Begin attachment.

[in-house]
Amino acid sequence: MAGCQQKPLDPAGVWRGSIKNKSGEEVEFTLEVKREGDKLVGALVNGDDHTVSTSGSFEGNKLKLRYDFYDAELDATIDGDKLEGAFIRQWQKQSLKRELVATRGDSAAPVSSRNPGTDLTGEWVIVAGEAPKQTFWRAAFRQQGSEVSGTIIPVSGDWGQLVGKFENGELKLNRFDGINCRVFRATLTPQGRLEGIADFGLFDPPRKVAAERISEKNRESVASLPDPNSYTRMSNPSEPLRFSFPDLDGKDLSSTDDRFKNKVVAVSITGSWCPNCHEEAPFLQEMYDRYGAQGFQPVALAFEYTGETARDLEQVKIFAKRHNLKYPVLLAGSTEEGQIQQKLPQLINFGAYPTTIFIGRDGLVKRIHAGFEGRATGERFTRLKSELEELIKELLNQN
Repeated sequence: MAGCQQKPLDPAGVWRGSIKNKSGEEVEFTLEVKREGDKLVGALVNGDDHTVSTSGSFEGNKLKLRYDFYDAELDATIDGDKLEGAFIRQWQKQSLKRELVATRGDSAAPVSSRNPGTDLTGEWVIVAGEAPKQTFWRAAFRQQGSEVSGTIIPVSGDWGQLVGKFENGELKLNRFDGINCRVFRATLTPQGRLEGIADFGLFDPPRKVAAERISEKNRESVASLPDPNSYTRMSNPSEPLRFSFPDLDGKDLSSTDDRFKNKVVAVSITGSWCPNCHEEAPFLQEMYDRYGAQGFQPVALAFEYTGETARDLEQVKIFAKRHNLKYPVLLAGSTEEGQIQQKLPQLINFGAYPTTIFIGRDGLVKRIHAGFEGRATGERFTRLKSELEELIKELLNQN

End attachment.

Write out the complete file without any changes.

[in-house]
Amino acid sequence: MAGCQQKPLDPAGVWRGSIKNKSGEEVEFTLEVKREGDKLVGALVNGDDHTVSTSGSFEGNKLKLRYDFYDAELDATIDGDKLEGAFIRQWQKQSLKRELVATRGDSAAPVSSRNPGTDLTGEWVIVAGEAPKQTFWRAAFRQQGSEVSGTIIPVSGDWGQLVGKFENGELKLNRFDGINCRVFRATLTPQGRLEGIADFGLFDPPRKVAAERISEKNRESVASLPDPNSYTRMSNPSEPLRFSFPDLDGKDLSSTDDRFKNKVVAVSITGSWCPNCHEEAPFLQEMYDRYGAQGFQPVALAFEYTGETARDLEQVKIFAKRHNLKYPVLLAGSTEEGQIQQKLPQLINFGAYPTTIFIGRDGLVKRIHAGFEGRATGERFTRLKSELEELIKELLNQN
Repeated sequence: MAGCQQKPLDPAGVWRGSIKNKSGEEVEFTLEVKREGDKLVGALVNGDDHTVSTSGSFEGNKLKLRYDFYDAELDATIDGDKLEGAFIRQWQKQSLKRELVATRGDSAAPVSSRNPGTDLTGEWVIVAGEAPKQTFWRAAFRQQGSEVSGTIIPVSGDWGQLVGKFENGELKLNRFDGINCRVFRATLTPQGRLEGIADFGLFDPPRKVAAERISEKNRESVASLPDPNSYTRMSNPSEPLRFSFPDLDGKDLSSTDDRFKNKVVAVSITGSWCPNCHEEAPFLQEMYDRYGAQGFQPVALAFEYTGETARDLEQVKIFAKRHNLKYPVLLAGSTEEGQIQQKLPQLINFGAYPTTIFIGRDGLVKRIHAGFEGRATGERFTRLKSELEELIKELLNQN